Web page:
Mark 9:30-37
If You Want To Be Great …
September 20 2015
Jesus’ disciples knew that they were following a great man. Peter had already identified Jesus as the Messiah, and Jesus didn’t deny it. The disciples had seen Jesus heal sick people. It was clear that His teachings were special. Peter, James and John had seen Jesus on the Mount of the Transfiguration with Moses and Elijah. There was no doubt that Jesus was a great man, maybe even the Messiah.
The disciples must have thought that they had the inside track to greatness themselves. There were only twelve of them, and as Jesus expanded His mission and ministry, they must have thought that He would need all the help they could give Him. Jesus’ disciples knew that He was going places. He had been making Himself known all through Galilee, and now they were on their way to Jerusalem. As more and more people came to know Jesus and see what He could do, they would climb on board of the bandwagon. The disciples may not have been quite sure which direction Jesus would drive that bandwagon, but they probably hoped that He would take over the country, assemble an army, and drive out the Romans. Then He could build a palace in Jerusalem, like David had done so many years earlier. He could establish alliances with rulers of other countries. Before long, He would have things sewed up. Nobody could stop Him. And when that happened, He would need all the help he could get. Where would that leave the disciples? Would He make all twelve of them top-level managers, or would he pick four or five for top positions and let the rest of them serve one tier down? If He did that, some of the twelve would be working for others of the twelve. Which ones would be on top and which ones on the bottom? Nobody knew, but they knew that big changes were coming, and they were nervous and exited at the same time.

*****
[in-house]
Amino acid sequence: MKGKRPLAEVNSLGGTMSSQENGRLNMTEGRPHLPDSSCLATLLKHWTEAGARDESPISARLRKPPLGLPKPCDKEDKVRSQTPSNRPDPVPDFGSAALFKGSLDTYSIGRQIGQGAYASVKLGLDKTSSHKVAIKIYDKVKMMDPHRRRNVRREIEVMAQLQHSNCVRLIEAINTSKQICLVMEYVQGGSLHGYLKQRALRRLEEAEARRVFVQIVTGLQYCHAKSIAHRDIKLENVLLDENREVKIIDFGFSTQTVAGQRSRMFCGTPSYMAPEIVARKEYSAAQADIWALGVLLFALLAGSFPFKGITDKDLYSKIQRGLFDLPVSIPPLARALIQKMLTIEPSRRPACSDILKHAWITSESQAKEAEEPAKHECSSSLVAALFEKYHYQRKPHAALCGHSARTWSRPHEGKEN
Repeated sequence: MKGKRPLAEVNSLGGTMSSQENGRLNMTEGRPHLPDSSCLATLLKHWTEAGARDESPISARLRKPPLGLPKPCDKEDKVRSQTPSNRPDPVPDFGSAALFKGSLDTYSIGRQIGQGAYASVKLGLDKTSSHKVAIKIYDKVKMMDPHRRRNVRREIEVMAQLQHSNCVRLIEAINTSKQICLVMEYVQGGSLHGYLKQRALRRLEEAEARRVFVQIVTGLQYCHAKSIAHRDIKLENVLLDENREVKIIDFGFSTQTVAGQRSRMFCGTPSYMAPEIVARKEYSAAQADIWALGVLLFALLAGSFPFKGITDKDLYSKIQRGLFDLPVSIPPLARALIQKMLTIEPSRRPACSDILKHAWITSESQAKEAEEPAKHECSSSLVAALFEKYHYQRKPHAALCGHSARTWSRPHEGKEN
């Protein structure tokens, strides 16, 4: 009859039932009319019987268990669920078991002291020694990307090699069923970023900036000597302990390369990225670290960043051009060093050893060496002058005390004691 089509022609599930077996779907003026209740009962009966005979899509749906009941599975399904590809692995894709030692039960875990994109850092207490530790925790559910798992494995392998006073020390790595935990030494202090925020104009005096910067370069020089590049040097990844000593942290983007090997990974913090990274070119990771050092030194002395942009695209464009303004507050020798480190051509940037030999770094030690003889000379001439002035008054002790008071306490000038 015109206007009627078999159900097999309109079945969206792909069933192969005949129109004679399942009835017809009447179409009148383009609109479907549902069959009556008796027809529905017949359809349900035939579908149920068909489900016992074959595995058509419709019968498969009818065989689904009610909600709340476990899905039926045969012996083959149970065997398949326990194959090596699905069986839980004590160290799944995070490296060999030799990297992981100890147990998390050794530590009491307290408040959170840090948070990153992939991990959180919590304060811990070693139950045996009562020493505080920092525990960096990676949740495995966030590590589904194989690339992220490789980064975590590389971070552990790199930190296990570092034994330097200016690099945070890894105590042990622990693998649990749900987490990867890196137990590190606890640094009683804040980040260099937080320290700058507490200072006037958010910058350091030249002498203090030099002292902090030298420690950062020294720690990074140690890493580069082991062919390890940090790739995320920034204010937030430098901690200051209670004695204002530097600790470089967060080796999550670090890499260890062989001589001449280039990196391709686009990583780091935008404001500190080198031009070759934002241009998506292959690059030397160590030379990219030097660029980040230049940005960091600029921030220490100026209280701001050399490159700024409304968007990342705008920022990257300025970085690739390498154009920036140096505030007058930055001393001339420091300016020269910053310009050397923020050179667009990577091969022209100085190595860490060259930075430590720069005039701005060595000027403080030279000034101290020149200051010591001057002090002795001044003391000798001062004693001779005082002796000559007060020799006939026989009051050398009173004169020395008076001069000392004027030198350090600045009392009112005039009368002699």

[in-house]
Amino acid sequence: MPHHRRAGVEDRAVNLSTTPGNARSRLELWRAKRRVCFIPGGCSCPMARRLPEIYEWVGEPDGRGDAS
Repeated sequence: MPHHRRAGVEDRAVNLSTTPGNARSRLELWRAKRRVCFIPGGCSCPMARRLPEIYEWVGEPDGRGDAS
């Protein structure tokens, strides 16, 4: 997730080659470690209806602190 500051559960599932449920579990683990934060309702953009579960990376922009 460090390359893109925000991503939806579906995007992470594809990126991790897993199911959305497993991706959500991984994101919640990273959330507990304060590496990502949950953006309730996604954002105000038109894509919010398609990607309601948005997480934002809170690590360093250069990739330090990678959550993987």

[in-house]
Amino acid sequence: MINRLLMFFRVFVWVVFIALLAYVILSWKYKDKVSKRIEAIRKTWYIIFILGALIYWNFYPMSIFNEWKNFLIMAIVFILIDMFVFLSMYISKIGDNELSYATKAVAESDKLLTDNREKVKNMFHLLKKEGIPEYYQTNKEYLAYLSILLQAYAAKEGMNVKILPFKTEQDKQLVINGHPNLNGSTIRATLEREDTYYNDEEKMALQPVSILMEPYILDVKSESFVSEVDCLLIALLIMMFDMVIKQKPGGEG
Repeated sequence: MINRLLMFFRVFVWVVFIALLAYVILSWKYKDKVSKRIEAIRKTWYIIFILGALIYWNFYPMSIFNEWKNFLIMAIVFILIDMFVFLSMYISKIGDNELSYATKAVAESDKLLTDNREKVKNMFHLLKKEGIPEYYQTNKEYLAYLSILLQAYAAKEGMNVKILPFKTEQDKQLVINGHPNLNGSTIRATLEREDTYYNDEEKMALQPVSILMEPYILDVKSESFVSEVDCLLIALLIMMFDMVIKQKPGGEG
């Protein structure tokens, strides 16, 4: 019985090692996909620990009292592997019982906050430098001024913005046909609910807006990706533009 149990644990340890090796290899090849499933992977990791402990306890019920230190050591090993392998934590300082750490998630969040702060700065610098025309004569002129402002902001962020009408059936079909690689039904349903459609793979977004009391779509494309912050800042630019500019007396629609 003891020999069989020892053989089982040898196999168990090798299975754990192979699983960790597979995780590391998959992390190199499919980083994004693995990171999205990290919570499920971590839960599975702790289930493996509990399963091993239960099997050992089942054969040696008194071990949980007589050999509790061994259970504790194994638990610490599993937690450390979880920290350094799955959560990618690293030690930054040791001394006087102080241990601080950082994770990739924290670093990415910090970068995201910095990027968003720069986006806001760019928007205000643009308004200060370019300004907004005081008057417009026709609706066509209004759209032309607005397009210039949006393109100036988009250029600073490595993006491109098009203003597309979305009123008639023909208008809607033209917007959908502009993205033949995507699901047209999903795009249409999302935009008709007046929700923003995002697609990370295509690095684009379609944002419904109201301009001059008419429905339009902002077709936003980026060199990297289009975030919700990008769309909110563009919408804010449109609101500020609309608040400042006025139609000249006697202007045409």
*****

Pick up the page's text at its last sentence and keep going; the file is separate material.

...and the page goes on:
So, as our passage from Mark 9 begins, they had been arguing about who among them would be the great ones . It was obvious that Jesus had already marked Peter, James, and John for top positions. Maybe the rest of them would be working for Peter, James, and John. Or maybe Jesus would find places at the top for all of them. Maybe all twelve would report directly to Him. They would like that better! They liked Peter well enough, and he was clearly leadership material, but Peter had a terrible temper and a tendency to shoot from the hip. You never knew what kind of crazy thing Peter might do next. The disciples liked Peter, but they weren’t keen about working for him. Peter might be a disaster waiting to happen. And James and John? Do you know what they called James and John? The Sons of Thunder. That’s what they called them. Sons of Thunder! How would you like to work for someone with a nickname like that? What if you worked for the Sons of Thunder and made a mistake? Would they fire you? Nobody knew, and nobody was anxious to find out.

So the disciples had been arguing among themselves about which one was greatest. Questions like: Am I going to work for you, or are you going to work for me? When you get to the top, what would you like to accomplish? What about Bartholomew? He was a quiet one, but you have to watch the quiet ones. Pretty soon the quiet ones end up running the whole show. Or what about Simon the Zealot? If Jesus wanted to run off the Romans, Simon the Zealot would be the logical choice to do the job. Nobody hated Romans like Simon. He kept a long knife under his robe and knew how to use it. Would they all find themselves taking lessons in the martial arts from Simon someday? Nobody knew.